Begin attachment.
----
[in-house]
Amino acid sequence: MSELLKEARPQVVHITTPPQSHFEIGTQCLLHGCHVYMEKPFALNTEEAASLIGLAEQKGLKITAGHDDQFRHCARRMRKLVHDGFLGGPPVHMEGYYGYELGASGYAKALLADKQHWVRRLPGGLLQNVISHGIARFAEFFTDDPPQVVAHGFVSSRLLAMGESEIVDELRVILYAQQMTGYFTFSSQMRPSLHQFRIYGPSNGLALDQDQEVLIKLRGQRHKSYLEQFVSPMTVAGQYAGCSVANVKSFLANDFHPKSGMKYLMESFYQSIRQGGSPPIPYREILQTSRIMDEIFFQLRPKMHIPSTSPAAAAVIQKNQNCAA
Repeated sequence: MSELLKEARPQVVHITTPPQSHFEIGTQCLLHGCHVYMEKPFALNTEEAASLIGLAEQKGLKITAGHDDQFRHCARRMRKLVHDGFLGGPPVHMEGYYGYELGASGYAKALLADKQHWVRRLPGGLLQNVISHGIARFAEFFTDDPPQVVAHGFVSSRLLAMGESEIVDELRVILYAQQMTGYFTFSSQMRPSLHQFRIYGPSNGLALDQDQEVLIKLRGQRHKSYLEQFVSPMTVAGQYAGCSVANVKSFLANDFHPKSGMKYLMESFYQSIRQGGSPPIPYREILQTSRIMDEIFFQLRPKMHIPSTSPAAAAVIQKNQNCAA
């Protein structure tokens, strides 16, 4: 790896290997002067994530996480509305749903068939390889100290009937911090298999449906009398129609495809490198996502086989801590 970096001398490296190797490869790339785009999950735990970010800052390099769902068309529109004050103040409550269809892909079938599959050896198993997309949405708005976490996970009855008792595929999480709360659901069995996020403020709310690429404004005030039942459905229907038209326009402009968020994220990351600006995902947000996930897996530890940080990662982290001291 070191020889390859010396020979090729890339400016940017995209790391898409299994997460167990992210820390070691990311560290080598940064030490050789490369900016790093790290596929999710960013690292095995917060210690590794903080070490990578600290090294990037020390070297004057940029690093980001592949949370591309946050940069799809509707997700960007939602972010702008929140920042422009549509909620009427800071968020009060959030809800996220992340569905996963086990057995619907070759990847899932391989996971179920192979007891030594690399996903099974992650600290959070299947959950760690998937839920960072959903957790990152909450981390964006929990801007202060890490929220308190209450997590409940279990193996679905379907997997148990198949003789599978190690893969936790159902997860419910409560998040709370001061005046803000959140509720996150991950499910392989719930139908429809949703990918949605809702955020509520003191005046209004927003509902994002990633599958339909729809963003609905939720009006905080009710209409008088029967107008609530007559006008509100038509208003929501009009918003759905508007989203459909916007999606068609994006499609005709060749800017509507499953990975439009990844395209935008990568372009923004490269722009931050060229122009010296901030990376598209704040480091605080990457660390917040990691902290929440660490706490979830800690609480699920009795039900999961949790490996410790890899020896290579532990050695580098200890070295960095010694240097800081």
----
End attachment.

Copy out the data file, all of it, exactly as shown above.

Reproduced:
[in-house]
Amino acid sequence: MSELLKEARPQVVHITTPPQSHFEIGTQCLLHGCHVYMEKPFALNTEEAASLIGLAEQKGLKITAGHDDQFRHCARRMRKLVHDGFLGGPPVHMEGYYGYELGASGYAKALLADKQHWVRRLPGGLLQNVISHGIARFAEFFTDDPPQVVAHGFVSSRLLAMGESEIVDELRVILYAQQMTGYFTFSSQMRPSLHQFRIYGPSNGLALDQDQEVLIKLRGQRHKSYLEQFVSPMTVAGQYAGCSVANVKSFLANDFHPKSGMKYLMESFYQSIRQGGSPPIPYREILQTSRIMDEIFFQLRPKMHIPSTSPAAAAVIQKNQNCAA
Repeated sequence: MSELLKEARPQVVHITTPPQSHFEIGTQCLLHGCHVYMEKPFALNTEEAASLIGLAEQKGLKITAGHDDQFRHCARRMRKLVHDGFLGGPPVHMEGYYGYELGASGYAKALLADKQHWVRRLPGGLLQNVISHGIARFAEFFTDDPPQVVAHGFVSSRLLAMGESEIVDELRVILYAQQMTGYFTFSSQMRPSLHQFRIYGPSNGLALDQDQEVLIKLRGQRHKSYLEQFVSPMTVAGQYAGCSVANVKSFLANDFHPKSGMKYLMESFYQSIRQGGSPPIPYREILQTSRIMDEIFFQLRPKMHIPSTSPAAAAVIQKNQNCAA
């Protein structure tokens, strides 16, 4: 790896290997002067994530996480509305749903068939390889100290009937911090298999449906009398129609495809490198996502086989801590 970096001398490296190797490869790339785009999950735990970010800052390099769902068309529109004050103040409550269809892909079938599959050896198993997309949405708005976490996970009855008792595929999480709360659901069995996020403020709310690429404004005030039942459905229907038209326009402009968020994220990351600006995902947000996930897996530890940080990662982290001291 070191020889390859010396020979090729890339400016940017995209790391898409299994997460167990992210820390070691990311560290080598940064030490050789490369900016790093790290596929999710960013690292095995917060210690590794903080070490990578600290090294990037020390070297004057940029690093980001592949949370591309946050940069799809509707997700960007939602972010702008929140920042422009549509909620009427800071968020009060959030809800996220992340569905996963086990057995619907070759990847899932391989996971179920192979007891030594690399996903099974992650600290959070299947959950760690998937839920960072959903957790990152909450981390964006929990801007202060890490929220308190209450997590409940279990193996679905379907997997148990198949003789599978190690893969936790159902997860419910409560998040709370001061005046803000959140509720996150991950499910392989719930139908429809949703990918949605809702955020509520003191005046209004927003509902994002990633599958339909729809963003609905939720009006905080009710209409008088029967107008609530007559006008509100038509208003929501009009918003759905508007989203459909916007999606068609994006499609005709060749800017509507499953990975439009990844395209935008990568372009923004490269722009931050060229122009010296901030990376598209704040480091605080990457660390917040990691902290929440660490706490979830800690609480699920009795039900999961949790490996410790890899020896290579532990050695580098200890070295960095010694240097800081």